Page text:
Cool Thing #5: The French Connection Could Score

The French Connection could score; and, could they ever! They were dominant on the scoresheet. Over their combined careers, the trio scored an impressive 1,116 goals and 2,663 points. They were consistently among the top scorers in the league.

Buffalo Sabres French Connection
Statue of Buffalo Sabres greats Gilbert Perreault, Rene Robert, and Rick Martin. First Niagara Center, Buffalo New York The bronze statue, the work of sculptor Jerry McKenna (Fortunate4now via Wikimedia Commons)

For example, in the 1974-75 season alone, they combined for an incredible 131 goals. Robert led the way with 40 goals and 60 assists (for exactly 100 points). Perreault followed with 39 goals and 57 assists (for 96 points). And Martin led the trio with 52 goals, but he “only” added 43 assists (for 95 points).

Cool Thing #6: The French Connection Helped Change the Way Lines Played

The French Connection line was known for its speed, skill, and ability to score goals. They were one of the most exciting and dynamic lines in NHL history.

Related: Sabres News & Rumors: Cozens, Hinostroza, Stillman & Houser

Perreault was the playmaker, known for his exceptional stickhandling and vision. Martin was the goal scorer, known for his powerful shot and quick release. Robert was the power forward, known for his physical play and ability to score goals from in close.

Together, the French Connection line was a dominant force in the NHL during the 1970s. Their dynamic style helped change the way the NHL played.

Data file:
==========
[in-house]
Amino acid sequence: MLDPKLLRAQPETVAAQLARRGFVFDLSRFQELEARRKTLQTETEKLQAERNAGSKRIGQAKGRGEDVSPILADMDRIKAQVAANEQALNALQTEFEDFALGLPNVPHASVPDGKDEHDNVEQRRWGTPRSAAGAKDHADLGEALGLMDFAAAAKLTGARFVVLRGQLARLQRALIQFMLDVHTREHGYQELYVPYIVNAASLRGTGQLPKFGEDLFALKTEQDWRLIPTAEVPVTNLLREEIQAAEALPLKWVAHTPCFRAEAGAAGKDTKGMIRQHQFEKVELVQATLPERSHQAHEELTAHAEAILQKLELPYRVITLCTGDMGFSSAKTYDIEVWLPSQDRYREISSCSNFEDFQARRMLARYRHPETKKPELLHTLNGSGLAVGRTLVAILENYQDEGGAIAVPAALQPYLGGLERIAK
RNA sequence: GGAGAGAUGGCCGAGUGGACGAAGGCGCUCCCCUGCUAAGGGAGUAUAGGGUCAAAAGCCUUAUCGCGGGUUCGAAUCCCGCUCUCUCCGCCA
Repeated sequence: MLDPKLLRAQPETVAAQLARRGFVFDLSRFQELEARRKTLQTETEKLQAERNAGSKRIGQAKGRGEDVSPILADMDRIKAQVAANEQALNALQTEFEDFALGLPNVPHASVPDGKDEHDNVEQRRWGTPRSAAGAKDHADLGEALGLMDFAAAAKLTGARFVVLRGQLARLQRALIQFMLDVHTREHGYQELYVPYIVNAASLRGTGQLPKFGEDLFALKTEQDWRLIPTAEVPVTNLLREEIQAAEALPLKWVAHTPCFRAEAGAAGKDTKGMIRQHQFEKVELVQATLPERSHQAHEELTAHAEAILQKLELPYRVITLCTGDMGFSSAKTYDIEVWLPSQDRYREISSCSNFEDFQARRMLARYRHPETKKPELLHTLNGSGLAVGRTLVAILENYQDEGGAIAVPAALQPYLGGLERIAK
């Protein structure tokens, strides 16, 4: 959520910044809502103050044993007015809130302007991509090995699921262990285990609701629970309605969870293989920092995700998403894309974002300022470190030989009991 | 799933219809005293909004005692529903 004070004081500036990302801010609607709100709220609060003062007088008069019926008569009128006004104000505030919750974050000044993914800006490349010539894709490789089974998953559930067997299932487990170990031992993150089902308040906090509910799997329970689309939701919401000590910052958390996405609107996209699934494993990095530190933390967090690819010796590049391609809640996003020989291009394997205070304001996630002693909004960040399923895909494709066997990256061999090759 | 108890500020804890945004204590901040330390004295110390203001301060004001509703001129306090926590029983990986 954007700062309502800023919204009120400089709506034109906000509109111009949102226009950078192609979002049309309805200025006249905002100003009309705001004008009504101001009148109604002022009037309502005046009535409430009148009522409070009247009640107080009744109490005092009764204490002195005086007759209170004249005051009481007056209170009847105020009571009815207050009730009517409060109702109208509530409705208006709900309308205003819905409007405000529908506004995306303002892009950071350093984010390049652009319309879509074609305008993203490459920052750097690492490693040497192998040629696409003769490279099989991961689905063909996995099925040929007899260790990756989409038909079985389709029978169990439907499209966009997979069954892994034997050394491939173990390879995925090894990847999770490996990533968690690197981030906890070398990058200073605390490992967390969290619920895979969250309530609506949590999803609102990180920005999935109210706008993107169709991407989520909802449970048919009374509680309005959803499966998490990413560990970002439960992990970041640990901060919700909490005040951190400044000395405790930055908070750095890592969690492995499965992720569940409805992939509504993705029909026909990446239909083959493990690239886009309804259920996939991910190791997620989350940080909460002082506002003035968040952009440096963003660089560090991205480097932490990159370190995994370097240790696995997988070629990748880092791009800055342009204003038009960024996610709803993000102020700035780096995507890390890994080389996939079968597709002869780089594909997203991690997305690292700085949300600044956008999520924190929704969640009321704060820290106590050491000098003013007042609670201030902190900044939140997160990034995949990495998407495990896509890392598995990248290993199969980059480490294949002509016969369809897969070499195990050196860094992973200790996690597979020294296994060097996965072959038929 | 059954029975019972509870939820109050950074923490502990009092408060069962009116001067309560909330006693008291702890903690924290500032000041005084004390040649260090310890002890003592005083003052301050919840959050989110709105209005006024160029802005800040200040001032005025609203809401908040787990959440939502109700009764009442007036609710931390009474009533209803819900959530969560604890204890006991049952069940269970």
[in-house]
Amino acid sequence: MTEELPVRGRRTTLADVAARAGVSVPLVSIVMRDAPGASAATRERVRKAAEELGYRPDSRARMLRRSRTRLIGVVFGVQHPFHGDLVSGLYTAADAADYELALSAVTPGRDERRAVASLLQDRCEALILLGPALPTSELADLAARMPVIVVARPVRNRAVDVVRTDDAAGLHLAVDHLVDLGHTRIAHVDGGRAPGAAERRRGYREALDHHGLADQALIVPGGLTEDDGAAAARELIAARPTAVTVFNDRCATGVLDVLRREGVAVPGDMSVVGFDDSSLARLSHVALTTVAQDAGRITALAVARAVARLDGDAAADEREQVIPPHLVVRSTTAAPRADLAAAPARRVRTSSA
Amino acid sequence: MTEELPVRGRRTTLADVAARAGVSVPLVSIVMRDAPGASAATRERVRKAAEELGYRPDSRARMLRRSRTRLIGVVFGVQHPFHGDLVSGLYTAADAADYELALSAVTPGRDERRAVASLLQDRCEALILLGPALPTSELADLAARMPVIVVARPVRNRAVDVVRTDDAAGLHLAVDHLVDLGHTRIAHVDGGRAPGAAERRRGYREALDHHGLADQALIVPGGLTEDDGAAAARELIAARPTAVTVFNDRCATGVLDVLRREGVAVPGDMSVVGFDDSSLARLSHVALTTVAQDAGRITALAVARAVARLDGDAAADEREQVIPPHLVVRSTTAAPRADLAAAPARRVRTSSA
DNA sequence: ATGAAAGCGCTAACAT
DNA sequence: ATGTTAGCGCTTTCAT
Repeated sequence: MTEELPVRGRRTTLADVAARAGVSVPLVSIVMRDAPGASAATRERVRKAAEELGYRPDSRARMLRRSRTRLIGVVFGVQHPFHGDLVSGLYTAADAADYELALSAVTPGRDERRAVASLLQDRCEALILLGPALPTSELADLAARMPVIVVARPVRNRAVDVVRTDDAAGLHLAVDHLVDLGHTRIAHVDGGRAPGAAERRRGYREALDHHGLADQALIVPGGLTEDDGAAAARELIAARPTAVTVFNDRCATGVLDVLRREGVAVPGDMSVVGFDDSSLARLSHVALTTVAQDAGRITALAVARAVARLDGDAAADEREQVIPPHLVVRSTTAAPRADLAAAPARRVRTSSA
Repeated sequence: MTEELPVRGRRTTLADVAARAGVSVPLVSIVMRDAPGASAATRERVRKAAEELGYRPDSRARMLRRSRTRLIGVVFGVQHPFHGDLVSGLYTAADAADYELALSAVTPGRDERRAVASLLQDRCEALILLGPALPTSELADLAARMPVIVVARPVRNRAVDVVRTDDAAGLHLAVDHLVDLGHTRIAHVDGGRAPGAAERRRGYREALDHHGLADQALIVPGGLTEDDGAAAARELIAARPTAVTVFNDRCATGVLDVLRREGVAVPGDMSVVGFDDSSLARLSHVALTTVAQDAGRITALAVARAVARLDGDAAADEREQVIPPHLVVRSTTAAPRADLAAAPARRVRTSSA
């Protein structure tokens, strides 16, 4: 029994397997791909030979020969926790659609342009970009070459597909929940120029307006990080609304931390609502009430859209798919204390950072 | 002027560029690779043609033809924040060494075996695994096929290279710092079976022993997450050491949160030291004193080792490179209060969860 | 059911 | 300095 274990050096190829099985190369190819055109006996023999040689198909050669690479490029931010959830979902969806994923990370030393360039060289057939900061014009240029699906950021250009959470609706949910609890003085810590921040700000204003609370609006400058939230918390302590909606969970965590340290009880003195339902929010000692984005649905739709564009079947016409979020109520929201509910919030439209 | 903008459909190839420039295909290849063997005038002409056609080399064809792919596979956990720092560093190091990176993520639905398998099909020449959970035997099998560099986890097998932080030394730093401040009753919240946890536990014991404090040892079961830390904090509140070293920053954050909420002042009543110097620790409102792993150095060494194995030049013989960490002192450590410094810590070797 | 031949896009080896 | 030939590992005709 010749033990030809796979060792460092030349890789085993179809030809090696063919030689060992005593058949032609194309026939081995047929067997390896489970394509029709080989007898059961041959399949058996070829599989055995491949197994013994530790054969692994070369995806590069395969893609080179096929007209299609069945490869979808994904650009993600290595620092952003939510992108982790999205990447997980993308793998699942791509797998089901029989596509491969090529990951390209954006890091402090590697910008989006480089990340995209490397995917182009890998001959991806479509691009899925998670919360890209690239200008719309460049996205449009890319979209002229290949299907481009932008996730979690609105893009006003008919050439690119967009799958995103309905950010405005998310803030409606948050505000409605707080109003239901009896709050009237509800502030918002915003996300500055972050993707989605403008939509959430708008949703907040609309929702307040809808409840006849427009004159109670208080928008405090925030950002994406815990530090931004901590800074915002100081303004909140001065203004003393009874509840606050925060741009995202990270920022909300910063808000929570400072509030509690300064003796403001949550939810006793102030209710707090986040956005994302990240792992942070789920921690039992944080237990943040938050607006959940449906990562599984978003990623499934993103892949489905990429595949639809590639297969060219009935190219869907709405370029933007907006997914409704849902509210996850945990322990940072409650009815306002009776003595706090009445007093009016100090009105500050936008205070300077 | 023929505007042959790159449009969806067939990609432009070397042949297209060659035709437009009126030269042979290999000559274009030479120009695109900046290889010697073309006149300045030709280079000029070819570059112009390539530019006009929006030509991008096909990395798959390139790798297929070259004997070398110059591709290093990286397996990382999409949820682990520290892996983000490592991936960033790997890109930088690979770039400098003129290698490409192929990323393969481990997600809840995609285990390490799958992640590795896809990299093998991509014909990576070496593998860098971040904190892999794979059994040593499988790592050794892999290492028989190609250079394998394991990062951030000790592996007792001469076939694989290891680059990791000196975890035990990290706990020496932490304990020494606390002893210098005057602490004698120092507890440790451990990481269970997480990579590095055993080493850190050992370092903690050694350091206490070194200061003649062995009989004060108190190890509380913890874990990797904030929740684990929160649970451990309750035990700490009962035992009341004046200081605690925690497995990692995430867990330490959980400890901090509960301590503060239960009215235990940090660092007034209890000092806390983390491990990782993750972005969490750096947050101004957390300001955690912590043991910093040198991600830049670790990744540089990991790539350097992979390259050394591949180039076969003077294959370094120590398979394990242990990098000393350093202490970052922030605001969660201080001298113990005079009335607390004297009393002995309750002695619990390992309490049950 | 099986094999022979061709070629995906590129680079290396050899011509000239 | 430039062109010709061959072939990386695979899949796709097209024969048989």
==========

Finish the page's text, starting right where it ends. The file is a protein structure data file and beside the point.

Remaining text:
Cool Thing #7: The French Connection Helped the Sabres Reach the Stanley Cup Final

Although the Sabres and the Canucks are the oldest active NHL franchises to have never won the Stanley Cup, the Sabres have twice advanced to the Stanley Cup Final. The first time was in 1975 when the French Connection helped lead the team to its first-ever Stanley Cup Final appearance. 

French Connection

There the Sabres met the Philadelphia Flyers, who were known at the time as the “Broad Street Bullies.” That was the season the Flyers won their second consecutive Stanley Cup championship. Although a loss, that season will be memorable in Sabres history.

Final Analysis 

All three members of the French Connection line were inducted into the Buffalo Sabres Hall of Fame, and Perreault and Robert were also inducted into the Hockey Hall of Fame. Together their achievements have been recognized as some of the greatest in NHL history.

The threesome established a solid legacy in NHL history. As a line, the French Connection is constantly cited as one of the greatest in NHL history. They will be remembered by Sabres fans like me, one for their impressive scoring, two for the excitement and joy they brought to the ice, and three for opening up Western New York and the Buffalo area to NHL hockey.

Related: Sabres News & Rumors: Comrie, Thompson, Skinner & Playoffs

Although I was just starting my PhD in 1972 when the French Connection became a dominant line, they offered my father and I much enjoyment as we watched our 18-inch black and white television. Only occasionally did we have to hit it on its side to stop the rolling or move the antenna on top to clear the snowy picture.

Those were the days.